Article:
Restructure education ministry
Posted Tuesday, March 25 2014 at 02:00
I am writing in response to a story in the Daily Monitor of March 19, about the Ministry of Education Permanent Secretary Ms Rose Nassali being reprimanded by Parliament’s Local Government Committee over teachers missing their salaries. The story mentioned that 21,407 teachers have not received their February salaries.
Ms Nassali should not be held accountable for this mess. First, because she is new in that office, and second because bureaucracy has existed in the ministry even before she was appointed as PS. The ministry needs to revise its operations and do restructuring where necessary.
I say this as an eye witness to whatever has been happening in the ministry over the last couple of years. Mid last year, teachers almost went on rampage over delayed pay, and it became a battle between Uganda National Teachers Union and government. As usual, the government emerged the “winner”. About the same time, educational institutions lacked adequate [and for some total] funding.
Vocational, technical institutes and colleges have been running on loans acquired by their principals at their own risk and these loans have been used mainly to foot water and electricity bills, and also to partially settle their creditors’ debts– suppliers. This is due to the absence, delay and inadequacy of the institutions’ entitled quarterly releases which are meant to facilitate their day-to-day operations considering the fact that their enrollment is always too low to provide enough funding from students’ school fees.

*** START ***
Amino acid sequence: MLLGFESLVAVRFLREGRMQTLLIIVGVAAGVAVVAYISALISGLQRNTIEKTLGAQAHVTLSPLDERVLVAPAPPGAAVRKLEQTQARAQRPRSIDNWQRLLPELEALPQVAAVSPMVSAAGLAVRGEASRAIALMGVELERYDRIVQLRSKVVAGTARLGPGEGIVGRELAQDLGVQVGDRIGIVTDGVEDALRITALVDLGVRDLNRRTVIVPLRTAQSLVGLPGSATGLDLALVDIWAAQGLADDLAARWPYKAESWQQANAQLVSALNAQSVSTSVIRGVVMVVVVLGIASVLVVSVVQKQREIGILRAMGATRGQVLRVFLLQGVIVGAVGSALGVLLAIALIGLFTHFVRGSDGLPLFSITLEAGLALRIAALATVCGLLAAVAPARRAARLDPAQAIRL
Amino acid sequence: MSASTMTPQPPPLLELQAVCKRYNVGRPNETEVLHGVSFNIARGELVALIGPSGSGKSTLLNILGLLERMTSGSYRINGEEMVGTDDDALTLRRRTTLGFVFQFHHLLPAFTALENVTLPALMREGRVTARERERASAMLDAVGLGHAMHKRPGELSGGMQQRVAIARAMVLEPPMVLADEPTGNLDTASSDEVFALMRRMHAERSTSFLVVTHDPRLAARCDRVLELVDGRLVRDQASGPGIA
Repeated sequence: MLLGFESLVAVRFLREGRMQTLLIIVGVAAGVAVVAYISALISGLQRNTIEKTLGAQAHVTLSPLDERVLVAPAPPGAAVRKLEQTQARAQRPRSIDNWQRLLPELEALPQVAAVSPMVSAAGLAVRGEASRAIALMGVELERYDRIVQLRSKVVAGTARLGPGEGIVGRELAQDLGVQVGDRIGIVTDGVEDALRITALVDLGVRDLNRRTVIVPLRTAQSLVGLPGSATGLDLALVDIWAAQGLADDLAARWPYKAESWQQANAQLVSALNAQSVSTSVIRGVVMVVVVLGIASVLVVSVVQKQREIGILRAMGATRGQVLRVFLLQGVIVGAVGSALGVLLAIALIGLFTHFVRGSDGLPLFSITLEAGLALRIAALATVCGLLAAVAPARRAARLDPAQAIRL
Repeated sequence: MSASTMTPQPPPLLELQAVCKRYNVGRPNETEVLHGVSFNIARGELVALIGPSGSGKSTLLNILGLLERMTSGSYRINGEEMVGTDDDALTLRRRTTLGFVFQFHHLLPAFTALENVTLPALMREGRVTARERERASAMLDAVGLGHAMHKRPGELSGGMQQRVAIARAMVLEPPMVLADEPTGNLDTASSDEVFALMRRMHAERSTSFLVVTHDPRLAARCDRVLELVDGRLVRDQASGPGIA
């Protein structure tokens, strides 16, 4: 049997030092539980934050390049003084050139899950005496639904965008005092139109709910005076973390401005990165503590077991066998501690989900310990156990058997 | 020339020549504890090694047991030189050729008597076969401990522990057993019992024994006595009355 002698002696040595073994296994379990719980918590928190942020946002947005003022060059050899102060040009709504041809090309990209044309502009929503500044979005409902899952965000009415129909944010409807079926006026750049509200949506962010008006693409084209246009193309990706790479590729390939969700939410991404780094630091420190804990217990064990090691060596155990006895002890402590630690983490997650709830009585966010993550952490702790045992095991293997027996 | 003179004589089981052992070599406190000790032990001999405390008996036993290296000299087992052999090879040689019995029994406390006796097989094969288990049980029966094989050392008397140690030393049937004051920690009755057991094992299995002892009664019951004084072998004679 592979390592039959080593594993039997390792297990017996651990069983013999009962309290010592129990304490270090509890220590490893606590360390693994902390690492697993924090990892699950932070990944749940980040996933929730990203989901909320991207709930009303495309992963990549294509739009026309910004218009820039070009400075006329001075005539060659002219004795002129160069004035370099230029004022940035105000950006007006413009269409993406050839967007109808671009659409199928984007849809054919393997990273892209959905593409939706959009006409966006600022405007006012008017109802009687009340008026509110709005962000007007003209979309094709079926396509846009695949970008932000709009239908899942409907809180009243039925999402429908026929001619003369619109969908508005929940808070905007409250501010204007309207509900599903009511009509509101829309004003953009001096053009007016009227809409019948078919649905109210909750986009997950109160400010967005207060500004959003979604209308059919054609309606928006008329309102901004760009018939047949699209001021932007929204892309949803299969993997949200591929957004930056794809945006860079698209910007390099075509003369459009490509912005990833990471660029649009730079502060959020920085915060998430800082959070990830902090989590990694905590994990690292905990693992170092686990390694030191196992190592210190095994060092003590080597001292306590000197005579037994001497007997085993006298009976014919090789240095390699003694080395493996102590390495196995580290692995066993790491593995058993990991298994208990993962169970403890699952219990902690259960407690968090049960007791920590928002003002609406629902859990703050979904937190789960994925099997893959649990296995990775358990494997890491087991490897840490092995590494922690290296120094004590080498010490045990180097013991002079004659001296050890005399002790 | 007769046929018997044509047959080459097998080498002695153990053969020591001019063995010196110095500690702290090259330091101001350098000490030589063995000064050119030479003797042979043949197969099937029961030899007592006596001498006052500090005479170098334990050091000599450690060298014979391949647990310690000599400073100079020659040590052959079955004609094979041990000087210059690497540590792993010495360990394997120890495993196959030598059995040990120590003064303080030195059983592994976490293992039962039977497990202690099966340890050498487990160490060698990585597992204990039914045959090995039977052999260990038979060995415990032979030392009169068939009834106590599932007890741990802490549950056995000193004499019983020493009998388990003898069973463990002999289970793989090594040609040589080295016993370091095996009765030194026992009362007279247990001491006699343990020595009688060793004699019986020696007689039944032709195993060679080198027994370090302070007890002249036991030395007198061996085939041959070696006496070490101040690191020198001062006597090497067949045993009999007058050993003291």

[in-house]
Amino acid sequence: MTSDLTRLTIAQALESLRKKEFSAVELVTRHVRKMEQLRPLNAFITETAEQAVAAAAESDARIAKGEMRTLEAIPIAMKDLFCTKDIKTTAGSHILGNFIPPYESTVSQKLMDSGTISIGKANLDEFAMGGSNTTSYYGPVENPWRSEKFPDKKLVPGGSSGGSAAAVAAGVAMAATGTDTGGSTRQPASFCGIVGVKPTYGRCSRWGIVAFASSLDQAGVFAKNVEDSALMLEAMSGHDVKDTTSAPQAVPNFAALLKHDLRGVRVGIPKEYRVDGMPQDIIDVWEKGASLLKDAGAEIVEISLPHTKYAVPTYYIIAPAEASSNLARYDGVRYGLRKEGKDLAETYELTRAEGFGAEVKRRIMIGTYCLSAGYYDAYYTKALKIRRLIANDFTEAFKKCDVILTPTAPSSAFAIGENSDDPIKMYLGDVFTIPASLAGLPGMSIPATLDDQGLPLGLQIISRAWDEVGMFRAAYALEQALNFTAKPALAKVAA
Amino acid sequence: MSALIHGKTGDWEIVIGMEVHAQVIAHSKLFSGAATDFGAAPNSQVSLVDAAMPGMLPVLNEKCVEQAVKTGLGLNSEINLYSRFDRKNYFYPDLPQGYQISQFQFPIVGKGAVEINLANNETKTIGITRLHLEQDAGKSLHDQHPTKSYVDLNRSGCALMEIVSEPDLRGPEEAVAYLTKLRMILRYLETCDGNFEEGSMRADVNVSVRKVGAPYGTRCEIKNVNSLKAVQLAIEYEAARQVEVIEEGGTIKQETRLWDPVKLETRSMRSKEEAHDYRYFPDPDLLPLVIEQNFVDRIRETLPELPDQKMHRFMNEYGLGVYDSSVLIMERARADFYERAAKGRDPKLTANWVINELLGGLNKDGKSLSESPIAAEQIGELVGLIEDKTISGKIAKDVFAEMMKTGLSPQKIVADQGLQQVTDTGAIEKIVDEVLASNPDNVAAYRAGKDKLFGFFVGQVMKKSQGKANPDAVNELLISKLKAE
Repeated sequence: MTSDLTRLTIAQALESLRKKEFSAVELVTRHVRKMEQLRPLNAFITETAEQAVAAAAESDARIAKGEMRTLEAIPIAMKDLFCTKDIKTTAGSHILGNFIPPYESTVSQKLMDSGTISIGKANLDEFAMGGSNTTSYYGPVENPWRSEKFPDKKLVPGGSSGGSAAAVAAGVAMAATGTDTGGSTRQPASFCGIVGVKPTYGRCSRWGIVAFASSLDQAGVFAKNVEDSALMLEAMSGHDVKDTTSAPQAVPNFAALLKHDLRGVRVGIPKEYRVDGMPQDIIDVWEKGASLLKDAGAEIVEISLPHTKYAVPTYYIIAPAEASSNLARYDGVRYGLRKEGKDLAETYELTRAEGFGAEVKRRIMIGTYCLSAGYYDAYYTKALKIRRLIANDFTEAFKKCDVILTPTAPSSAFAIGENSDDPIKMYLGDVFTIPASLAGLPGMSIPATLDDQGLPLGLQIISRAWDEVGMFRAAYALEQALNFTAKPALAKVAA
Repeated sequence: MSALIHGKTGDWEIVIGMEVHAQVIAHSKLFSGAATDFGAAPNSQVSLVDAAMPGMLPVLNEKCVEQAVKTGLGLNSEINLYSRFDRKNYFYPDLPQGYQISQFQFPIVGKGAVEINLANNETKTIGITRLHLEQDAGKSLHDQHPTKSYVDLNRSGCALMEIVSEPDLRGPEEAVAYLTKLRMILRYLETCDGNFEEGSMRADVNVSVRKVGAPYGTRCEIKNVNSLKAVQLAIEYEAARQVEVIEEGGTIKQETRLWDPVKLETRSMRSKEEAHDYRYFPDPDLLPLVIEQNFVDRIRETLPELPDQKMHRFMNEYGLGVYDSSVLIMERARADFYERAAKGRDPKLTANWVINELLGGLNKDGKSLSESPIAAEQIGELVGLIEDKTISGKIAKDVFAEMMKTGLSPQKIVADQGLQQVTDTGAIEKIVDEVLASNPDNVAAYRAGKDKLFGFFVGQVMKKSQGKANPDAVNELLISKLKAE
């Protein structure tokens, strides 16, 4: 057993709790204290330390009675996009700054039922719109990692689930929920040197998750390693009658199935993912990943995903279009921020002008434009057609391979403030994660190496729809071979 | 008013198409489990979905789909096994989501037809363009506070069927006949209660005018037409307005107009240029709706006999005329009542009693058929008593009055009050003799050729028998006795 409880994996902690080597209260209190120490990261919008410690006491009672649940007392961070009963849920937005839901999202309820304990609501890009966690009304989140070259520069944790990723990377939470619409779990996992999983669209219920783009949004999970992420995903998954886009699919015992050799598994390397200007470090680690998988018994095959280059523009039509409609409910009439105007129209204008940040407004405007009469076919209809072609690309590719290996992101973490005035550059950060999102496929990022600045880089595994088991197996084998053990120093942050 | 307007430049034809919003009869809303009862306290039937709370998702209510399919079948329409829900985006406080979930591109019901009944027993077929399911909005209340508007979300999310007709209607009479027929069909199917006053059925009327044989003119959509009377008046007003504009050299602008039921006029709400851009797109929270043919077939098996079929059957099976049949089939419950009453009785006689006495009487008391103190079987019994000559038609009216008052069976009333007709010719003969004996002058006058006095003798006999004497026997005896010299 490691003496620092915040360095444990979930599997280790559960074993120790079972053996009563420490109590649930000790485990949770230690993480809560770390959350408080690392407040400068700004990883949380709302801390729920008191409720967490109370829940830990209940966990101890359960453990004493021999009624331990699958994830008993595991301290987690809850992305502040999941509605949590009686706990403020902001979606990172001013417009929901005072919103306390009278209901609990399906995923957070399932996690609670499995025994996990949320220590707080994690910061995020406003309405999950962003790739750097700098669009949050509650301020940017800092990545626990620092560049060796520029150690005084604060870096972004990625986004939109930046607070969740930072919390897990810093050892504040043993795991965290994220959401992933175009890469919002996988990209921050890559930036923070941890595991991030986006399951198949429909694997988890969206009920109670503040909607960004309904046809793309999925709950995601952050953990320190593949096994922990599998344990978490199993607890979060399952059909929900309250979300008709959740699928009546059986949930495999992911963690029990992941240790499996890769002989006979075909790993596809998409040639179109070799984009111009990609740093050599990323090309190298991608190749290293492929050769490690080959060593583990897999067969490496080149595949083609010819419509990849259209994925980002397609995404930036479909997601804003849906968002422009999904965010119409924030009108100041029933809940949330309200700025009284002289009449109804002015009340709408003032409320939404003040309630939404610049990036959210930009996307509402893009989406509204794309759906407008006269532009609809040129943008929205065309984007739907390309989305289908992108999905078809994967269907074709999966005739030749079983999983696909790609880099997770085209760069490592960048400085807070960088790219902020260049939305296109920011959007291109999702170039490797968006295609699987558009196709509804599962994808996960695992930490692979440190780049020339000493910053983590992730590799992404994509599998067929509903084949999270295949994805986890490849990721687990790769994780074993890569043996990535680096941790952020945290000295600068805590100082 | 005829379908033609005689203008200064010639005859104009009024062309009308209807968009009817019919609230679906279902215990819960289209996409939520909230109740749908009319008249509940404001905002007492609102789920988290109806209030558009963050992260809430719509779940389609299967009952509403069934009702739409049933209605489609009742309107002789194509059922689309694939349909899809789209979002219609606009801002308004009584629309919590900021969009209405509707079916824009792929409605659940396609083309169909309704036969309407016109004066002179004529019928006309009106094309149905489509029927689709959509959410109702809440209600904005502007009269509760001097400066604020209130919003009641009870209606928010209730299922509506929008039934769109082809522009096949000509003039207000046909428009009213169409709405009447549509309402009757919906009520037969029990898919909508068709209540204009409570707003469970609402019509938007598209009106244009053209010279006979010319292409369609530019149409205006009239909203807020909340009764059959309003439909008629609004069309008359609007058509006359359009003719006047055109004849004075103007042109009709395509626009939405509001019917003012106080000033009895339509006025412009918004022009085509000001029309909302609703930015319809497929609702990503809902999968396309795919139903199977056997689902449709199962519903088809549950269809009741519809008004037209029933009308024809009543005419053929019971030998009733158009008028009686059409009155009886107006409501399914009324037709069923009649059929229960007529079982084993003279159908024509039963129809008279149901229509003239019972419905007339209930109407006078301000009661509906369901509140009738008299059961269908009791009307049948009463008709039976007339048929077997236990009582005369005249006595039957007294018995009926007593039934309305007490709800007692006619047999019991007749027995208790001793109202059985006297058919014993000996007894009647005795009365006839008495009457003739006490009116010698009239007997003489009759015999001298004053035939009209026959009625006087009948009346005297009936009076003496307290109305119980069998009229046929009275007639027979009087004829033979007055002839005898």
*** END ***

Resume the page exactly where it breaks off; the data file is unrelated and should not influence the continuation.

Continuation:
In an interaction with a couple of administrators of some institutes (who preferred to remain unanimous for security reasons), they think that government is deliberately trying to do away with vocational education.
The system according to them is also bureaucratic that for a project to be approved or funded, one needs to gather so many irrelevant authorisations which bring about uncalled-for expenditure in transport and paperwork. Amidst all this, the greatest majority of these administrators have not seen their salary since September last year. How does the ministry expect them to deliver efficiently in such a tight working environment?
In a nut shell, the permanent secretary could have erred in not knowing about the unpaid salaries, but the education ministry is also a generally messy ministry that needs to rearrange itself. Government needs to revise the funding provided to this ministry and then ensure that there is transparency in the allocations and circulation of these funds.